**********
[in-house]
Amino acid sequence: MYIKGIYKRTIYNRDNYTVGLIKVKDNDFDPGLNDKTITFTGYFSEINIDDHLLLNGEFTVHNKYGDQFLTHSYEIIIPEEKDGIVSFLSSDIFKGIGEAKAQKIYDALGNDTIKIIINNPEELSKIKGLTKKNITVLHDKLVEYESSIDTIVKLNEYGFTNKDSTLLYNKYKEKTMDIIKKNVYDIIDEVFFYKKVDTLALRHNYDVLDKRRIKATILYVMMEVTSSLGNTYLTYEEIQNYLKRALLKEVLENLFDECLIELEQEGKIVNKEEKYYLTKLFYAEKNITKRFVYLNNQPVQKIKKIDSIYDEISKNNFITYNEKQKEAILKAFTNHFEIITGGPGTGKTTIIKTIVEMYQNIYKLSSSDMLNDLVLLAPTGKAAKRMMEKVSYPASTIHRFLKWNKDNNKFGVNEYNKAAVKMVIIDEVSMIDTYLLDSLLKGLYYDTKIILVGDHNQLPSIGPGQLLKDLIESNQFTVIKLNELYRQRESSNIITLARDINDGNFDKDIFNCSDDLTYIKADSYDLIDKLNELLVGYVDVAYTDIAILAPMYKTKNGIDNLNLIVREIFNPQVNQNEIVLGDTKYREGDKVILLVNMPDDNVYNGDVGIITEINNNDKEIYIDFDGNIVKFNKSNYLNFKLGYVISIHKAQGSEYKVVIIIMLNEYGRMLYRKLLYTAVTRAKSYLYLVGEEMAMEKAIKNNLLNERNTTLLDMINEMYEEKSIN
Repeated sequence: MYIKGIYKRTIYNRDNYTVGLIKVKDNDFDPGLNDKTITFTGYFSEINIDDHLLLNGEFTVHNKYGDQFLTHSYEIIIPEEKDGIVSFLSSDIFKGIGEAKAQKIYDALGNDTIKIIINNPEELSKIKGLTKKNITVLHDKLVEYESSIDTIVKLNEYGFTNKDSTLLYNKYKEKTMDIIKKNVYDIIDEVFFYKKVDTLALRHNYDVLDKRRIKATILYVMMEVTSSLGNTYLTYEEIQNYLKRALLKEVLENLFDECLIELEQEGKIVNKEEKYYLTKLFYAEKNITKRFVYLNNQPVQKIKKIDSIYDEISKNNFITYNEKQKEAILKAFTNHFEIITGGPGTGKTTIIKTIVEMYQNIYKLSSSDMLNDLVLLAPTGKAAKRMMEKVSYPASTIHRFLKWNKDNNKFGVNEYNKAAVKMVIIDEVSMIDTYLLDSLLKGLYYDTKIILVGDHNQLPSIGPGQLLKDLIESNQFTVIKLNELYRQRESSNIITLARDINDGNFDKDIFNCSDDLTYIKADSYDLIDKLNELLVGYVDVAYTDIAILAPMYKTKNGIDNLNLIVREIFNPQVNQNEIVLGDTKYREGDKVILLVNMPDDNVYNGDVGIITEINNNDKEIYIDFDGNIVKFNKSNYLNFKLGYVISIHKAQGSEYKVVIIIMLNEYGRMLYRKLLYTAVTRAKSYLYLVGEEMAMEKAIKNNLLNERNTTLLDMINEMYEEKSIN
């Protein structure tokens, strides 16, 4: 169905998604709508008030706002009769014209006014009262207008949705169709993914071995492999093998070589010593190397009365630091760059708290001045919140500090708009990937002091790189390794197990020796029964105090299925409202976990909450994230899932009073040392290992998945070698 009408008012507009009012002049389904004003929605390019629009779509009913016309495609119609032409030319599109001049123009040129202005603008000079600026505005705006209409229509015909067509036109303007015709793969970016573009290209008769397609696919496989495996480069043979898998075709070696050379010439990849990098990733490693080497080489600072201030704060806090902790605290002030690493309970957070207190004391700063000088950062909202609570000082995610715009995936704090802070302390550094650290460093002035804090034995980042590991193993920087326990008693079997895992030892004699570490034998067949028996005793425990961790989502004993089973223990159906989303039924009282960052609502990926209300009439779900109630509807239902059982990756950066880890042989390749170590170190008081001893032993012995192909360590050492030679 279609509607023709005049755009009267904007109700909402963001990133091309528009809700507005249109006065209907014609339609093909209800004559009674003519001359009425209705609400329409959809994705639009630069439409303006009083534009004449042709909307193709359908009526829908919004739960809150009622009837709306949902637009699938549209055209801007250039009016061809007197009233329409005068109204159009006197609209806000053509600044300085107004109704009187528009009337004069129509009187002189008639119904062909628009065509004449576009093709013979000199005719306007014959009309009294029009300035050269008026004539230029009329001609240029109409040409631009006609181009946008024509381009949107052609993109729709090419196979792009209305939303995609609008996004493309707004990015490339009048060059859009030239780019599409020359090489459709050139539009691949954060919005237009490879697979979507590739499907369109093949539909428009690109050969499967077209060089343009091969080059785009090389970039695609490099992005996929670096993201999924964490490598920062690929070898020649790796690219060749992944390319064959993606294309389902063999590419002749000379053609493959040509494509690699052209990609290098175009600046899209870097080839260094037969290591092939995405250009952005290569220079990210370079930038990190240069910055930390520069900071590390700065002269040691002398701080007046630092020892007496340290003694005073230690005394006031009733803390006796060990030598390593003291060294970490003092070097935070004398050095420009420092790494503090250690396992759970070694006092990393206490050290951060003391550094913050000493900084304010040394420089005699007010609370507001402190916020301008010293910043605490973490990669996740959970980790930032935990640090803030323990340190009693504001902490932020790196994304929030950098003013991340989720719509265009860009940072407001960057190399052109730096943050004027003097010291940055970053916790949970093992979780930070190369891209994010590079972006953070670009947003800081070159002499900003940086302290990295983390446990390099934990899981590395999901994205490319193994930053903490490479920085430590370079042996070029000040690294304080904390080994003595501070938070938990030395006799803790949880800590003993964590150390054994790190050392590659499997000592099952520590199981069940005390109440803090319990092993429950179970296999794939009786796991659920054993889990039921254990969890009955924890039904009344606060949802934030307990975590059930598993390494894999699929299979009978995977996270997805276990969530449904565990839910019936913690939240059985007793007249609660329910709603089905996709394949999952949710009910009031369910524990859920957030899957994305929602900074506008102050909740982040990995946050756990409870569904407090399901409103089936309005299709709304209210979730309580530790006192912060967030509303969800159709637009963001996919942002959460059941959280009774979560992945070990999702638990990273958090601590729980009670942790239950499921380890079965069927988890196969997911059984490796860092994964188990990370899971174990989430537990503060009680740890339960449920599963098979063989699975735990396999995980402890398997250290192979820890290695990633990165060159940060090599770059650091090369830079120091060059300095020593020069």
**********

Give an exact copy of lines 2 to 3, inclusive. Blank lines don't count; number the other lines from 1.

Amino acid sequence: MYIKGIYKRTIYNRDNYTVGLIKVKDNDFDPGLNDKTITFTGYFSEINIDDHLLLNGEFTVHNKYGDQFLTHSYEIIIPEEKDGIVSFLSSDIFKGIGEAKAQKIYDALGNDTIKIIINNPEELSKIKGLTKKNITVLHDKLVEYESSIDTIVKLNEYGFTNKDSTLLYNKYKEKTMDIIKKNVYDIIDEVFFYKKVDTLALRHNYDVLDKRRIKATILYVMMEVTSSLGNTYLTYEEIQNYLKRALLKEVLENLFDECLIELEQEGKIVNKEEKYYLTKLFYAEKNITKRFVYLNNQPVQKIKKIDSIYDEISKNNFITYNEKQKEAILKAFTNHFEIITGGPGTGKTTIIKTIVEMYQNIYKLSSSDMLNDLVLLAPTGKAAKRMMEKVSYPASTIHRFLKWNKDNNKFGVNEYNKAAVKMVIIDEVSMIDTYLLDSLLKGLYYDTKIILVGDHNQLPSIGPGQLLKDLIESNQFTVIKLNELYRQRESSNIITLARDINDGNFDKDIFNCSDDLTYIKADSYDLIDKLNELLVGYVDVAYTDIAILAPMYKTKNGIDNLNLIVREIFNPQVNQNEIVLGDTKYREGDKVILLVNMPDDNVYNGDVGIITEINNNDKEIYIDFDGNIVKFNKSNYLNFKLGYVISIHKAQGSEYKVVIIIMLNEYGRMLYRKLLYTAVTRAKSYLYLVGEEMAMEKAIKNNLLNERNTTLLDMINEMYEEKSIN
Repeated sequence: MYIKGIYKRTIYNRDNYTVGLIKVKDNDFDPGLNDKTITFTGYFSEINIDDHLLLNGEFTVHNKYGDQFLTHSYEIIIPEEKDGIVSFLSSDIFKGIGEAKAQKIYDALGNDTIKIIINNPEELSKIKGLTKKNITVLHDKLVEYESSIDTIVKLNEYGFTNKDSTLLYNKYKEKTMDIIKKNVYDIIDEVFFYKKVDTLALRHNYDVLDKRRIKATILYVMMEVTSSLGNTYLTYEEIQNYLKRALLKEVLENLFDECLIELEQEGKIVNKEEKYYLTKLFYAEKNITKRFVYLNNQPVQKIKKIDSIYDEISKNNFITYNEKQKEAILKAFTNHFEIITGGPGTGKTTIIKTIVEMYQNIYKLSSSDMLNDLVLLAPTGKAAKRMMEKVSYPASTIHRFLKWNKDNNKFGVNEYNKAAVKMVIIDEVSMIDTYLLDSLLKGLYYDTKIILVGDHNQLPSIGPGQLLKDLIESNQFTVIKLNELYRQRESSNIITLARDINDGNFDKDIFNCSDDLTYIKADSYDLIDKLNELLVGYVDVAYTDIAILAPMYKTKNGIDNLNLIVREIFNPQVNQNEIVLGDTKYREGDKVILLVNMPDDNVYNGDVGIITEINNNDKEIYIDFDGNIVKFNKSNYLNFKLGYVISIHKAQGSEYKVVIIIMLNEYGRMLYRKLLYTAVTRAKSYLYLVGEEMAMEKAIKNNLLNERNTTLLDMINEMYEEKSIN